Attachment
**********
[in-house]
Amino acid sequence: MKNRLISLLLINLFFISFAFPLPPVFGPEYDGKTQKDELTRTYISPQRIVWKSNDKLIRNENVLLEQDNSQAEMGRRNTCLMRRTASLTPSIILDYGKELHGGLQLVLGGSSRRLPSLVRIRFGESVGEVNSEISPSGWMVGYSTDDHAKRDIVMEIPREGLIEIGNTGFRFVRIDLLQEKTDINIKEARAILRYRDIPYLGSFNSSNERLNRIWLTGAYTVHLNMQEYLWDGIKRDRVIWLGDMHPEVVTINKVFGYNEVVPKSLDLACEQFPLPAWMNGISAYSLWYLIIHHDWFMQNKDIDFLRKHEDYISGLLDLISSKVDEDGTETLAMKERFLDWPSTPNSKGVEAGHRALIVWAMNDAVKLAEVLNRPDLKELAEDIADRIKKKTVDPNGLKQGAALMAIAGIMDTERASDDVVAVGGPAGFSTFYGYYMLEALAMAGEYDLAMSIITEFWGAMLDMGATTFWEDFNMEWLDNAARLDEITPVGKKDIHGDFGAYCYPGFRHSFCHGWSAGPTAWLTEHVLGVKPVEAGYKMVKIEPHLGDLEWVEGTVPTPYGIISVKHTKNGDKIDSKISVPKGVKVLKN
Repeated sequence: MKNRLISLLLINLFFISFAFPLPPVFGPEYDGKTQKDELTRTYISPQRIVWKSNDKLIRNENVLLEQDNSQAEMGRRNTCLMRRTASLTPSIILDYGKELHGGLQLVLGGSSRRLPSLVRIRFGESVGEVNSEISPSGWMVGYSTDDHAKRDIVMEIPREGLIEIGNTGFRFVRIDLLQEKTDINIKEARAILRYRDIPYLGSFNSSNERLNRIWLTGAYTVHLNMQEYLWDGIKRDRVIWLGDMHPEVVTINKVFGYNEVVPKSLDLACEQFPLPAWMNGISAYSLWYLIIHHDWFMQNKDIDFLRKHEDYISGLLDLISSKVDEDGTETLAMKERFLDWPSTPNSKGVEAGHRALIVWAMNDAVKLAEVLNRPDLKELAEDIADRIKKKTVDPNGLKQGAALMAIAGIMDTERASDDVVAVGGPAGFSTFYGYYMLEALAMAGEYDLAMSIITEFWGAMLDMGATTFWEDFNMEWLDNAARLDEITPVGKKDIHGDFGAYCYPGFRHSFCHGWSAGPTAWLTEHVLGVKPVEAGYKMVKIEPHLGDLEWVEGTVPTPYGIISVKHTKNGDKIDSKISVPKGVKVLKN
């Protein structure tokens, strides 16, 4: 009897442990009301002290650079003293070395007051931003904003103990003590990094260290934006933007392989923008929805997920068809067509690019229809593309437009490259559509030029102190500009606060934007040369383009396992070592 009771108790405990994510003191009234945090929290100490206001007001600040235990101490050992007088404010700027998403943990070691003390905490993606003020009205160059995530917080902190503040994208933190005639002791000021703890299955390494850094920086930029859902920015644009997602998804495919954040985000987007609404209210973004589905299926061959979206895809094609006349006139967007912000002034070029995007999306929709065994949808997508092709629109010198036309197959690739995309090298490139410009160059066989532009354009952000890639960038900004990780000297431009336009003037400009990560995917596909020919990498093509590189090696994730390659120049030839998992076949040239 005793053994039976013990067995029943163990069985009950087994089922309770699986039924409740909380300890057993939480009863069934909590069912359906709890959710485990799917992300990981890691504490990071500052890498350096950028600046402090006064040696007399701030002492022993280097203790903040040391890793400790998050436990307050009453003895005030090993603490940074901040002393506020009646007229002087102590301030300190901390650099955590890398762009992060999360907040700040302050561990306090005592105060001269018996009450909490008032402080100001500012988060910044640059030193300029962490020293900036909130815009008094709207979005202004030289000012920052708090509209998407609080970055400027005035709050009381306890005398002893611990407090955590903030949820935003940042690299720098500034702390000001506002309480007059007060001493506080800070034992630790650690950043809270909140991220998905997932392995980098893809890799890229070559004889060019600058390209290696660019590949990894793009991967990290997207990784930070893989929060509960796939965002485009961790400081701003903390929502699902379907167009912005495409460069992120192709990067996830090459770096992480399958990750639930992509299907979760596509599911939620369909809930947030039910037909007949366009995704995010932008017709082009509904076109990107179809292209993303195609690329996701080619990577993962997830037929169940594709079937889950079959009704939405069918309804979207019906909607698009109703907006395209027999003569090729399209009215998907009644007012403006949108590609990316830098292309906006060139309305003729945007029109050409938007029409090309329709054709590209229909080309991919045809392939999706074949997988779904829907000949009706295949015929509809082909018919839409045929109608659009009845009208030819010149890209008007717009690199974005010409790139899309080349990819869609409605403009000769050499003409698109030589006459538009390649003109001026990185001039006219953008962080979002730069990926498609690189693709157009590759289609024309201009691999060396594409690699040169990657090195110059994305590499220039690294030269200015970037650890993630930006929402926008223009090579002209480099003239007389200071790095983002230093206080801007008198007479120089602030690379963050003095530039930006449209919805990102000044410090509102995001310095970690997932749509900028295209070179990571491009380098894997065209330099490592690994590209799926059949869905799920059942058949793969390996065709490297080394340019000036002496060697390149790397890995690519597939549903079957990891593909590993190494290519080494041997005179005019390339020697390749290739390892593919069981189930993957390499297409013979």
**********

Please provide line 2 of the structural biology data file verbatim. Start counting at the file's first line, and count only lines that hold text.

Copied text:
Amino acid sequence: MKNRLISLLLINLFFISFAFPLPPVFGPEYDGKTQKDELTRTYISPQRIVWKSNDKLIRNENVLLEQDNSQAEMGRRNTCLMRRTASLTPSIILDYGKELHGGLQLVLGGSSRRLPSLVRIRFGESVGEVNSEISPSGWMVGYSTDDHAKRDIVMEIPREGLIEIGNTGFRFVRIDLLQEKTDINIKEARAILRYRDIPYLGSFNSSNERLNRIWLTGAYTVHLNMQEYLWDGIKRDRVIWLGDMHPEVVTINKVFGYNEVVPKSLDLACEQFPLPAWMNGISAYSLWYLIIHHDWFMQNKDIDFLRKHEDYISGLLDLISSKVDEDGTETLAMKERFLDWPSTPNSKGVEAGHRALIVWAMNDAVKLAEVLNRPDLKELAEDIADRIKKKTVDPNGLKQGAALMAIAGIMDTERASDDVVAVGGPAGFSTFYGYYMLEALAMAGEYDLAMSIITEFWGAMLDMGATTFWEDFNMEWLDNAARLDEITPVGKKDIHGDFGAYCYPGFRHSFCHGWSAGPTAWLTEHVLGVKPVEAGYKMVKIEPHLGDLEWVEGTVPTPYGIISVKHTKNGDKIDSKISVPKGVKVLKN